You are comparing chalk & cheese. The /mir switch has nothing to do with file attributes. The /m switch does.
/mir Mirrors a directory tree
/m Copies only files for which the Archive attribute is set, and resets the Archive attribute.
Switches such as the /m switch operate on the source to select which files RoboCopy chooses to work with on that occasion.
The /mir switch operates on the destination instead. It tells RoboCopy to update files on the destination from the source [where the source has newer ones] and to delete files on the destination that no longer exist in the source.
So if you RoboCopy source files abcd then you will have abcd on the destination as well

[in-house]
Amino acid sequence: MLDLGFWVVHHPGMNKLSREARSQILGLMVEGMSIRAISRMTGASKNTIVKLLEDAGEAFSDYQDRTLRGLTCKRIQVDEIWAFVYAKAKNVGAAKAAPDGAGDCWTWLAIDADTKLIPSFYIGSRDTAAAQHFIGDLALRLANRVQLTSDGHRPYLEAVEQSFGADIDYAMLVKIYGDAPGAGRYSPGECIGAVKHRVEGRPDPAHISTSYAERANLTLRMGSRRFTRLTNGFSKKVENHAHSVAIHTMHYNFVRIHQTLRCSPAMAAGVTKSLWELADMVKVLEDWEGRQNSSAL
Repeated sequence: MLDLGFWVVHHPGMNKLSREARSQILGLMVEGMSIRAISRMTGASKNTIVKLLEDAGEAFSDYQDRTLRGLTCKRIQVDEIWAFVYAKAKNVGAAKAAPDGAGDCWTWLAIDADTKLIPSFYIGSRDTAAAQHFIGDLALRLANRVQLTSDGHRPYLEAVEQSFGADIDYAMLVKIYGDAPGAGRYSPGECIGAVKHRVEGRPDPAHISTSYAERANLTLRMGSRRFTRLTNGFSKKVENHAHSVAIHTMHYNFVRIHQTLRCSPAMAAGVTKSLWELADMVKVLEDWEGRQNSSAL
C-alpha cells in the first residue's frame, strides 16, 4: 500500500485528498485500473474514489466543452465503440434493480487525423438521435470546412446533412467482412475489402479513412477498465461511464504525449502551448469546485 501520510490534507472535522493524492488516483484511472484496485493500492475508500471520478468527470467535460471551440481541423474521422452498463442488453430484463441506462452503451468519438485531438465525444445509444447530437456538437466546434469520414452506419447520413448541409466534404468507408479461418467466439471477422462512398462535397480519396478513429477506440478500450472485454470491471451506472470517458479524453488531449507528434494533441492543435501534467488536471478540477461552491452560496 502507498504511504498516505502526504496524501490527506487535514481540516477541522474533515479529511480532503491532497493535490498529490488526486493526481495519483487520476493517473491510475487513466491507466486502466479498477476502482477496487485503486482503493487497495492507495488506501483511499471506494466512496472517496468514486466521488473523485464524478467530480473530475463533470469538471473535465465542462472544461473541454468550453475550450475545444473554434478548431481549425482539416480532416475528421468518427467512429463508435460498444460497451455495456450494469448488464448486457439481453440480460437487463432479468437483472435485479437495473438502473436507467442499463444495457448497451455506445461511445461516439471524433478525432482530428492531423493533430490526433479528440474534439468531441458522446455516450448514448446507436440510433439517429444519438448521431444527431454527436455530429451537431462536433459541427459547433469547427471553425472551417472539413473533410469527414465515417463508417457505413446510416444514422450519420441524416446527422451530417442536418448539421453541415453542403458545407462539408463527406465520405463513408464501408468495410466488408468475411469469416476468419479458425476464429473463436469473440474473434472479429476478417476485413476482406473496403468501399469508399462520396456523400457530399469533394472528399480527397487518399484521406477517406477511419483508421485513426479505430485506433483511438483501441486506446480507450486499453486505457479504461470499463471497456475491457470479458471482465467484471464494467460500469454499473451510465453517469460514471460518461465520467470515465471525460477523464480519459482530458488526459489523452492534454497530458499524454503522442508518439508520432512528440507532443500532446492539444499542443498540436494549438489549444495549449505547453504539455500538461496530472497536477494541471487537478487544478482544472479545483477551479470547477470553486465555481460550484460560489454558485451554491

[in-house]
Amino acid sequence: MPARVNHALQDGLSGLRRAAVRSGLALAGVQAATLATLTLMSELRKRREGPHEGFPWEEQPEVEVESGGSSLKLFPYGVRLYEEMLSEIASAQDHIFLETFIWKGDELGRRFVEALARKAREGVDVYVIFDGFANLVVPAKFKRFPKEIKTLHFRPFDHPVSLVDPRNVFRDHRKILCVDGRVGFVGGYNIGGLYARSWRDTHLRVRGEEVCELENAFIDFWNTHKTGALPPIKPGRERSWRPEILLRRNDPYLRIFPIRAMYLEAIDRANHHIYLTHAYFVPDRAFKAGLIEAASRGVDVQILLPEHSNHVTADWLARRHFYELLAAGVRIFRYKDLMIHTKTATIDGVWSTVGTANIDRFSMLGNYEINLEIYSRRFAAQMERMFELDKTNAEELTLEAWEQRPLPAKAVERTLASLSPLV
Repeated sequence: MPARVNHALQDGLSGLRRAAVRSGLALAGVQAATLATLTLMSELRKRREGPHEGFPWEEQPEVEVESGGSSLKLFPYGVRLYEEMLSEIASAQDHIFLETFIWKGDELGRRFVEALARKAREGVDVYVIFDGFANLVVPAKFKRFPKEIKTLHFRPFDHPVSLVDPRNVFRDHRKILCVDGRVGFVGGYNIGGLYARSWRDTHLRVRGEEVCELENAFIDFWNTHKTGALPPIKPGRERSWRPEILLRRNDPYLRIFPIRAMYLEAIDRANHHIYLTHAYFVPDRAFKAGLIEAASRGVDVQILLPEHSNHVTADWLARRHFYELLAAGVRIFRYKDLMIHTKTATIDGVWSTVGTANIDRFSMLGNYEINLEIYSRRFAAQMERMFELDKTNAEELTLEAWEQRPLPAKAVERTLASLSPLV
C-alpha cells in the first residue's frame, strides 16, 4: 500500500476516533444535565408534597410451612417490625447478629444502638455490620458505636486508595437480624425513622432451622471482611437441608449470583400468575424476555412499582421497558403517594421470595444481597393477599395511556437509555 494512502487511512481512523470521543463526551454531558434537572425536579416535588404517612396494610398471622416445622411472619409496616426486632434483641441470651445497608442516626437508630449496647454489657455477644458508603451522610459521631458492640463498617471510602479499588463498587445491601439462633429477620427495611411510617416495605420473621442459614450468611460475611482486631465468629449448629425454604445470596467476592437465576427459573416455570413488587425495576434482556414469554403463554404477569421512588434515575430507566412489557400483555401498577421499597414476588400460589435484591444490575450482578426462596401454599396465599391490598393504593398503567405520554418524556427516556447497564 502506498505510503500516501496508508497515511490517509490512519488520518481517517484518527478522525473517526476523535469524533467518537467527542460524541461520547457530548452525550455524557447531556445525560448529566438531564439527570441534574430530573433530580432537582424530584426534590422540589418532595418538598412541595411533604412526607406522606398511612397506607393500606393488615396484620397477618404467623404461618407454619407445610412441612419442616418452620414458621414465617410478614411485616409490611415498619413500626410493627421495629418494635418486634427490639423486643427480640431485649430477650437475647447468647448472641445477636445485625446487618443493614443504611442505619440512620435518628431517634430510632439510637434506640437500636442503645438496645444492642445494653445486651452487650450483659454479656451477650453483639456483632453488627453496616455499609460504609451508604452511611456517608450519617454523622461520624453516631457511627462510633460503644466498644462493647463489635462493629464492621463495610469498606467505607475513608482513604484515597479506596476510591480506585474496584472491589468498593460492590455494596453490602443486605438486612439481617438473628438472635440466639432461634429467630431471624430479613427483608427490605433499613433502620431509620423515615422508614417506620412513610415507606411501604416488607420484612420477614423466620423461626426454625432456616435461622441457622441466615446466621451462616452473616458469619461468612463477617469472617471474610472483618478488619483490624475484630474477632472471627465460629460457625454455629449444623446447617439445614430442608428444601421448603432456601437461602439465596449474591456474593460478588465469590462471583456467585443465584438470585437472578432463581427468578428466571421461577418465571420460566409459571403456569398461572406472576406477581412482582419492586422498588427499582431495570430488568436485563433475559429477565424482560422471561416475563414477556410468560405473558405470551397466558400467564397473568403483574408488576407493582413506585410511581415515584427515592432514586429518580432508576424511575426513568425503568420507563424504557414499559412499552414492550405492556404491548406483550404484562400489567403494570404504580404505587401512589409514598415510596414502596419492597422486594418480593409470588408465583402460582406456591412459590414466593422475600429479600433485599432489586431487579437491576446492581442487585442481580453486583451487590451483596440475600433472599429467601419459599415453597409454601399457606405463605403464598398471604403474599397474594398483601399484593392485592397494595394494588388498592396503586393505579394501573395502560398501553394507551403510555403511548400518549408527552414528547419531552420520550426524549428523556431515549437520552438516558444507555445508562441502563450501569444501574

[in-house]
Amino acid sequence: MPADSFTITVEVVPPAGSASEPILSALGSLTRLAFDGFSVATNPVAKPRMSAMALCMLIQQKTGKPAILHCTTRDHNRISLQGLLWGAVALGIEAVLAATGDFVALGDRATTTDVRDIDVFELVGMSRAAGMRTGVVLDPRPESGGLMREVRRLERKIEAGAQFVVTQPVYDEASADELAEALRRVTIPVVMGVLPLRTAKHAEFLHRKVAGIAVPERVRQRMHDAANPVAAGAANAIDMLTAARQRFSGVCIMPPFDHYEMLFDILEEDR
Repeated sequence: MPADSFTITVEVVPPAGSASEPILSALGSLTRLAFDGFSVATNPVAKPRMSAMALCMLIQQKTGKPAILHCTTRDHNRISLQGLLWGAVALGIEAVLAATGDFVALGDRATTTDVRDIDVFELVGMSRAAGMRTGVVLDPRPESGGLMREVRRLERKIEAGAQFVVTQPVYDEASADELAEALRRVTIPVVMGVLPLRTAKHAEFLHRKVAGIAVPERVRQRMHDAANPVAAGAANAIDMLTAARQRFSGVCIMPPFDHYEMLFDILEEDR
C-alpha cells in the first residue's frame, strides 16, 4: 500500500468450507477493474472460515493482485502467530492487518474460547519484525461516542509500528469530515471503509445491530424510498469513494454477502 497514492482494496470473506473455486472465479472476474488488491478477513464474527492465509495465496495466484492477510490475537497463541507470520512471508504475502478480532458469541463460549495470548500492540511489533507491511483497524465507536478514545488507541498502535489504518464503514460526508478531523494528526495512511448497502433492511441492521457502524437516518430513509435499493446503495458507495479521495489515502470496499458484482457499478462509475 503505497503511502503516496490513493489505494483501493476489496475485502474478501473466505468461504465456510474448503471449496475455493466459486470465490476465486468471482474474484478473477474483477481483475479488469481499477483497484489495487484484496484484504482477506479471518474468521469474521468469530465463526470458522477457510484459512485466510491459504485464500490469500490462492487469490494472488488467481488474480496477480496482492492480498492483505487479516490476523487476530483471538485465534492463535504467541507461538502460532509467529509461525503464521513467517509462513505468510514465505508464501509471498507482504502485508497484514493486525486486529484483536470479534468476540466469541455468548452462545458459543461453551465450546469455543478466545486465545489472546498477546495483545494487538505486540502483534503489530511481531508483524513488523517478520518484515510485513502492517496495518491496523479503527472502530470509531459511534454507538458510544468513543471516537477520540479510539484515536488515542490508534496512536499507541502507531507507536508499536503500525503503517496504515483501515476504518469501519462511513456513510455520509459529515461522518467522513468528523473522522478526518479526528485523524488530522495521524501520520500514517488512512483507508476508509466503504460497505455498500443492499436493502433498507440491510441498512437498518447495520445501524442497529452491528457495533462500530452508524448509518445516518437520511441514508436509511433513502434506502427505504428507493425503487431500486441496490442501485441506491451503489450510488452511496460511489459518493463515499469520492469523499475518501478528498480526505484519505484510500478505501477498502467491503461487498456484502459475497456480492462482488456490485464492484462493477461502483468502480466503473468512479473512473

but if you later delete d from the source you will still have d on the destination.
Results after next RoboCopy -
d will stay on the destination if you RoboCopy with the /m switch
d will be deleted from the destination if you RoboCopy with the /mir switch
The /mir switch can be very useful.
1 I use RoboCopy /mir as part of my backup regime. It creates a complete mirror image of all my files on the external HDD that I connect for that backup. If my computers ever failed or the place went up in flames then I could restore all my own folders & files just as they had been at the time the last RoboCopy was made.
2 I also use RoboCopy /mir as part of my network syncing routine.